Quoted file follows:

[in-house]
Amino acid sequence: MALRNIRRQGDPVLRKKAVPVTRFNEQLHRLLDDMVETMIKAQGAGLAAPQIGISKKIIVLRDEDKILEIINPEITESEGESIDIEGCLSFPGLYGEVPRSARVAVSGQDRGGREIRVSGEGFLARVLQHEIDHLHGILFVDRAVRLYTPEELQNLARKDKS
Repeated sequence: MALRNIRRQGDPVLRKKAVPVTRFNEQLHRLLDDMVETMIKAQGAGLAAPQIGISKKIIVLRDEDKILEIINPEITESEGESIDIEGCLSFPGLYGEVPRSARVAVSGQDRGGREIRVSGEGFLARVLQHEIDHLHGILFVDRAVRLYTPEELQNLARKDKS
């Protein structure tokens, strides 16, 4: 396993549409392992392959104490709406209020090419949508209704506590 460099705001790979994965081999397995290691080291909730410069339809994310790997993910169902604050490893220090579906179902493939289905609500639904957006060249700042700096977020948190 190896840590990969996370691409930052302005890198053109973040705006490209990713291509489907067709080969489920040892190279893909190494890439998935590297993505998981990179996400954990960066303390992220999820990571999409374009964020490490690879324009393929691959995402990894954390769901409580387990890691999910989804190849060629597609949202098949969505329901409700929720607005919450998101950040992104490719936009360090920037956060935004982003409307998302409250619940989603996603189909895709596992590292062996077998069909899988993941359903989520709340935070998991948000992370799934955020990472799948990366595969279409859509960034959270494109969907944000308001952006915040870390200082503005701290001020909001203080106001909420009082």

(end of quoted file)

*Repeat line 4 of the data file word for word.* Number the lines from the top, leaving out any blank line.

């Protein structure tokens, strides 16, 4: 396993549409392992392959104490709406209020090419949508209704506590 460099705001790979994965081999397995290691080291909730410069339809994310790997993910169902604050490893220090579906179902493939289905609500639904957006060249700042700096977020948190 190896840590990969996370691409930052302005890198053109973040705006490209990713291509489907067709080969489920040892190279893909190494890439998935590297993505998981990179996400954990960066303390992220999820990571999409374009964020490490690879324009393929691959995402990894954390769901409580387990890691999910989804190849060629597609949202098949969505329901409700929720607005919450998101950040992104490719936009360090920037956060935004982003409307998302409250619940989603996603189909895709596992590292062996077998069909899988993941359903989520709340935070998991948000992370799934955020990472799948990366595969279409859509960034959270494109969907944000308001952006915040870390200082503005701290001020909001203080106001909420009082």